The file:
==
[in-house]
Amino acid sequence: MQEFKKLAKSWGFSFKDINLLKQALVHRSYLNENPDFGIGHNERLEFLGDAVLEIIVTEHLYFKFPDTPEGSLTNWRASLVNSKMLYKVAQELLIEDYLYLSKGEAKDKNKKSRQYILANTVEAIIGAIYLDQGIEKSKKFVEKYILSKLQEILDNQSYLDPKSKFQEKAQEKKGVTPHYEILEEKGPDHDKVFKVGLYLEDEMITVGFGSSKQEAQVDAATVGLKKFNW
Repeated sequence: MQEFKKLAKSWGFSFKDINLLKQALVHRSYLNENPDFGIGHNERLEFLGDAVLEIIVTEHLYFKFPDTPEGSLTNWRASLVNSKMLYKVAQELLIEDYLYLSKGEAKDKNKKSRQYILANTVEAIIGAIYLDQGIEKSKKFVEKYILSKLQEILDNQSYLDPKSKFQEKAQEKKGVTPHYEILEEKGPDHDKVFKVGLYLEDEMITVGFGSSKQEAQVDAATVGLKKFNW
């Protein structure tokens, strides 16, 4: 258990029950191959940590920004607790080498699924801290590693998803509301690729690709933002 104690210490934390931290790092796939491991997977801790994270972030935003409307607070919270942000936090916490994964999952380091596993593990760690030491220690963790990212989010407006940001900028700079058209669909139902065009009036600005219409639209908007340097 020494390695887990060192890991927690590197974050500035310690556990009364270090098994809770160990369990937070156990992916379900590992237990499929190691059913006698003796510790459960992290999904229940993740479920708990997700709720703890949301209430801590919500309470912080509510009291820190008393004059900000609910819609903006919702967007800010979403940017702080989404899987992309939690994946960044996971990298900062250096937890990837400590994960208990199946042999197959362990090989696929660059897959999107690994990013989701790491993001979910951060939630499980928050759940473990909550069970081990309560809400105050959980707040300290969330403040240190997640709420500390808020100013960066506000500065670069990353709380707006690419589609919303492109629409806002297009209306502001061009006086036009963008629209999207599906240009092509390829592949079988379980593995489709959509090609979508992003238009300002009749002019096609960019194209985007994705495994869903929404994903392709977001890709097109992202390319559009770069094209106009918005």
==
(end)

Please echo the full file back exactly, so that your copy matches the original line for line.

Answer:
[in-house]
Amino acid sequence: MQEFKKLAKSWGFSFKDINLLKQALVHRSYLNENPDFGIGHNERLEFLGDAVLEIIVTEHLYFKFPDTPEGSLTNWRASLVNSKMLYKVAQELLIEDYLYLSKGEAKDKNKKSRQYILANTVEAIIGAIYLDQGIEKSKKFVEKYILSKLQEILDNQSYLDPKSKFQEKAQEKKGVTPHYEILEEKGPDHDKVFKVGLYLEDEMITVGFGSSKQEAQVDAATVGLKKFNW
Repeated sequence: MQEFKKLAKSWGFSFKDINLLKQALVHRSYLNENPDFGIGHNERLEFLGDAVLEIIVTEHLYFKFPDTPEGSLTNWRASLVNSKMLYKVAQELLIEDYLYLSKGEAKDKNKKSRQYILANTVEAIIGAIYLDQGIEKSKKFVEKYILSKLQEILDNQSYLDPKSKFQEKAQEKKGVTPHYEILEEKGPDHDKVFKVGLYLEDEMITVGFGSSKQEAQVDAATVGLKKFNW
């Protein structure tokens, strides 16, 4: 258990029950191959940590920004607790080498699924801290590693998803509301690729690709933002 104690210490934390931290790092796939491991997977801790994270972030935003409307607070919270942000936090916490994964999952380091596993593990760690030491220690963790990212989010407006940001900028700079058209669909139902065009009036600005219409639209908007340097 020494390695887990060192890991927690590197974050500035310690556990009364270090098994809770160990369990937070156990992916379900590992237990499929190691059913006698003796510790459960992290999904229940993740479920708990997700709720703890949301209430801590919500309470912080509510009291820190008393004059900000609910819609903006919702967007800010979403940017702080989404899987992309939690994946960044996971990298900062250096937890990837400590994960208990199946042999197959362990090989696929660059897959999107690994990013989701790491993001979910951060939630499980928050759940473990909550069970081990309560809400105050959980707040300290969330403040240190997640709420500390808020100013960066506000500065670069990353709380707006690419589609919303492109629409806002297009209306502001061009006086036009963008629209999207599906240009092509390829592949079988379980593995489709959509090609979508992003238009300002009749002019096609960019194209985007994705495994869903929404994903392709977001890709097109992202390319559009770069094209106009918005």